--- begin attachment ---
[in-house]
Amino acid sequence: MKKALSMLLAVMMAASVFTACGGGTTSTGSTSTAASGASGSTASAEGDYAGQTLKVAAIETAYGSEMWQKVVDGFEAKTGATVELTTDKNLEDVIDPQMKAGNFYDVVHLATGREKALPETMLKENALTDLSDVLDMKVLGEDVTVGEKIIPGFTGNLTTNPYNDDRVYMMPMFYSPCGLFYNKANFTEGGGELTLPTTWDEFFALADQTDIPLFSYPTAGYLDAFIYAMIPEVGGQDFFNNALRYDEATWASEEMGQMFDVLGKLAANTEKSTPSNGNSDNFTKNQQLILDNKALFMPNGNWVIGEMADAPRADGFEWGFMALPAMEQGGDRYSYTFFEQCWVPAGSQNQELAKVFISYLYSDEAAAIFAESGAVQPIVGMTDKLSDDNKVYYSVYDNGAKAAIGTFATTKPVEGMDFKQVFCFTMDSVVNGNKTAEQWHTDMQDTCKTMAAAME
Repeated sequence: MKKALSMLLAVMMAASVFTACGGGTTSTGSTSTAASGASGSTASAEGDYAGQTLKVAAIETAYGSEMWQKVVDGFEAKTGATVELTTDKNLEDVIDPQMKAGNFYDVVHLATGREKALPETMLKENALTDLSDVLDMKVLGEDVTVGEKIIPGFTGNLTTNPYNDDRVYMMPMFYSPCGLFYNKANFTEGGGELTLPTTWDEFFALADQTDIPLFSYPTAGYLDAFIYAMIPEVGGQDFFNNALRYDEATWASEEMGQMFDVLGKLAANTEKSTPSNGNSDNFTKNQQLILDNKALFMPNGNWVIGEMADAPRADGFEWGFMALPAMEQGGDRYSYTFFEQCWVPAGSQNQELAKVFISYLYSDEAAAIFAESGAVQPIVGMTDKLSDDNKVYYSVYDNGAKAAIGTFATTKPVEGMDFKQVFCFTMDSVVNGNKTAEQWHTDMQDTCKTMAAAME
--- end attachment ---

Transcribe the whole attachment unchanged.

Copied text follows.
[in-house]
Amino acid sequence: MKKALSMLLAVMMAASVFTACGGGTTSTGSTSTAASGASGSTASAEGDYAGQTLKVAAIETAYGSEMWQKVVDGFEAKTGATVELTTDKNLEDVIDPQMKAGNFYDVVHLATGREKALPETMLKENALTDLSDVLDMKVLGEDVTVGEKIIPGFTGNLTTNPYNDDRVYMMPMFYSPCGLFYNKANFTEGGGELTLPTTWDEFFALADQTDIPLFSYPTAGYLDAFIYAMIPEVGGQDFFNNALRYDEATWASEEMGQMFDVLGKLAANTEKSTPSNGNSDNFTKNQQLILDNKALFMPNGNWVIGEMADAPRADGFEWGFMALPAMEQGGDRYSYTFFEQCWVPAGSQNQELAKVFISYLYSDEAAAIFAESGAVQPIVGMTDKLSDDNKVYYSVYDNGAKAAIGTFATTKPVEGMDFKQVFCFTMDSVVNGNKTAEQWHTDMQDTCKTMAAAME
Repeated sequence: MKKALSMLLAVMMAASVFTACGGGTTSTGSTSTAASGASGSTASAEGDYAGQTLKVAAIETAYGSEMWQKVVDGFEAKTGATVELTTDKNLEDVIDPQMKAGNFYDVVHLATGREKALPETMLKENALTDLSDVLDMKVLGEDVTVGEKIIPGFTGNLTTNPYNDDRVYMMPMFYSPCGLFYNKANFTEGGGELTLPTTWDEFFALADQTDIPLFSYPTAGYLDAFIYAMIPEVGGQDFFNNALRYDEATWASEEMGQMFDVLGKLAANTEKSTPSNGNSDNFTKNQQLILDNKALFMPNGNWVIGEMADAPRADGFEWGFMALPAMEQGGDRYSYTFFEQCWVPAGSQNQELAKVFISYLYSDEAAAIFAESGAVQPIVGMTDKLSDDNKVYYSVYDNGAKAAIGTFATTKPVEGMDFKQVFCFTMDSVVNGNKTAEQWHTDMQDTCKTMAAAME